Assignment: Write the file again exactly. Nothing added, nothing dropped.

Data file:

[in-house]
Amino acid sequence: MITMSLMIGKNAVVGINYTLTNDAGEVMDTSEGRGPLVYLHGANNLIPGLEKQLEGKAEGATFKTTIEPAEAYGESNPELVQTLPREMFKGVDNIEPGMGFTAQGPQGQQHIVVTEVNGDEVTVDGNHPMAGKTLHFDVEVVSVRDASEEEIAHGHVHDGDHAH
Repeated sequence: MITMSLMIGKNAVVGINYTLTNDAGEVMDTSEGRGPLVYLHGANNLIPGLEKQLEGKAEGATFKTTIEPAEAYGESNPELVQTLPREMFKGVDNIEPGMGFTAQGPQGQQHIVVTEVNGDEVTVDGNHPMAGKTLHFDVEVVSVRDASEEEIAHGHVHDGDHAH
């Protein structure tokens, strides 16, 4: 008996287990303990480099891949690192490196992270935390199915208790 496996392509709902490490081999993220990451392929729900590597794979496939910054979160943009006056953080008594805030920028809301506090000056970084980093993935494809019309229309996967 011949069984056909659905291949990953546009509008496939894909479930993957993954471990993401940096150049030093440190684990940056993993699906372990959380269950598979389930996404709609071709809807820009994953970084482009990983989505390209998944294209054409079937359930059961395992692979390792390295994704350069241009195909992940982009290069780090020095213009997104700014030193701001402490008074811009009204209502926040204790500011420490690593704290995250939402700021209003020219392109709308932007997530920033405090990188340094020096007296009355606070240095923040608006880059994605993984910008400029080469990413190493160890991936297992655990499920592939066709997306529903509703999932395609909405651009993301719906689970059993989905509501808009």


[in-house]
Amino acid sequence: MITMSLMIGKNAVVGINYTLTNDAGEVMDTSEGRGPLVYLHGANNLIPGLEKQLEGKAEGATFKTTIEPAEAYGESNPELVQTLPREMFKGVDNIEPGMGFTAQGPQGQQHIVVTEVNGDEVTVDGNHPMAGKTLHFDVEVVSVRDASEEEIAHGHVHDGDHAH
Repeated sequence: MITMSLMIGKNAVVGINYTLTNDAGEVMDTSEGRGPLVYLHGANNLIPGLEKQLEGKAEGATFKTTIEPAEAYGESNPELVQTLPREMFKGVDNIEPGMGFTAQGPQGQQHIVVTEVNGDEVTVDGNHPMAGKTLHFDVEVVSVRDASEEEIAHGHVHDGDHAH
């Protein structure tokens, strides 16, 4: 008996287990303990480099891949690192490196992270935390199915208790 496996392509709902490490081999993220990451392929729900590597794979496939910054979160943009006056953080008594805030920028809301506090000056970084980093993935494809019309229309996967 011949069984056909659905291949990953546009509008496939894909479930993957993954471990993401940096150049030093440190684990940056993993699906372990959380269950598979389930996404709609071709809807820009994953970084482009990983989505390209998944294209054409079937359930059961395992692979390792390295994704350069241009195909992940982009290069780090020095213009997104700014030193701001402490008074811009009204209502926040204790500011420490690593704290995250939402700021209003020219392109709308932007997530920033405090990188340094020096007296009355606070240095923040608006880059994605993984910008400029080469990413190493160890991936297992655990499920592939066709997306529903509703999932395609909405651009993301719906689970059993989905509501808009």